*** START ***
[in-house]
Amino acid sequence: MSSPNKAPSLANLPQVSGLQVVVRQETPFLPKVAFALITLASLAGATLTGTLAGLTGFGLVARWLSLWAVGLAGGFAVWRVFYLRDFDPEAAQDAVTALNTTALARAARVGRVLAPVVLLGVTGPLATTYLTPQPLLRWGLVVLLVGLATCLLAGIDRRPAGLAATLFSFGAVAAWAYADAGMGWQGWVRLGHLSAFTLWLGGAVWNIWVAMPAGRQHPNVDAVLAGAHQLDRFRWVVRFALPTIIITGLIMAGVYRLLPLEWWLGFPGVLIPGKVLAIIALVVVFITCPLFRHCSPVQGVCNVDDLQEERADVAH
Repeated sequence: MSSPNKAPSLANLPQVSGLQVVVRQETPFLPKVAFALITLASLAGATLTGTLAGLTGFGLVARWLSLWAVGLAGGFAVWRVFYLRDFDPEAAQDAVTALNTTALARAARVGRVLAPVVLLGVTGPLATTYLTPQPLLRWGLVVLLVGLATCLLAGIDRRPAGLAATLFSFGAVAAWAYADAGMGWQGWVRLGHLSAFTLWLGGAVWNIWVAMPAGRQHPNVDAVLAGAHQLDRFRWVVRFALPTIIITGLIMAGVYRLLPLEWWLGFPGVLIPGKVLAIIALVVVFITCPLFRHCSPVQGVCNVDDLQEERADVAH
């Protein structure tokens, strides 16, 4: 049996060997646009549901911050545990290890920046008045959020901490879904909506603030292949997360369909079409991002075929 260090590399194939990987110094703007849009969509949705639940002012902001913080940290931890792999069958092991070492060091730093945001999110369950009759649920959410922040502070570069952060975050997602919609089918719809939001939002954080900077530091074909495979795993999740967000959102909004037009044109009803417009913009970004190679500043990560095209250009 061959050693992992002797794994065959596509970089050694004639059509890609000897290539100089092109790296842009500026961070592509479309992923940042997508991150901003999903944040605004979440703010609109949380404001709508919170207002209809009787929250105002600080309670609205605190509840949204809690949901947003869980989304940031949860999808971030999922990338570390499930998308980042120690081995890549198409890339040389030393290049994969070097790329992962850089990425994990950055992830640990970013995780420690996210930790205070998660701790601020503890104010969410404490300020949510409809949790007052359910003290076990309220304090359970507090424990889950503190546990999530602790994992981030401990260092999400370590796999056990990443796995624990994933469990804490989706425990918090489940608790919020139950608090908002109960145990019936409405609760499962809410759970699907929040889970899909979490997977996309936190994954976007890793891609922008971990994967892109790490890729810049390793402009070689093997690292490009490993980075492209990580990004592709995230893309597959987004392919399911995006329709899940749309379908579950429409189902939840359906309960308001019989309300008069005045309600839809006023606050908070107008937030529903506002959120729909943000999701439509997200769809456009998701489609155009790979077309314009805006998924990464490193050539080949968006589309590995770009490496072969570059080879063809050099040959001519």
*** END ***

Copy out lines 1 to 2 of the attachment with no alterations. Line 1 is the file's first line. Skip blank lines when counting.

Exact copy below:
[in-house]
Amino acid sequence: MSSPNKAPSLANLPQVSGLQVVVRQETPFLPKVAFALITLASLAGATLTGTLAGLTGFGLVARWLSLWAVGLAGGFAVWRVFYLRDFDPEAAQDAVTALNTTALARAARVGRVLAPVVLLGVTGPLATTYLTPQPLLRWGLVVLLVGLATCLLAGIDRRPAGLAATLFSFGAVAAWAYADAGMGWQGWVRLGHLSAFTLWLGGAVWNIWVAMPAGRQHPNVDAVLAGAHQLDRFRWVVRFALPTIIITGLIMAGVYRLLPLEWWLGFPGVLIPGKVLAIIALVVVFITCPLFRHCSPVQGVCNVDDLQEERADVAH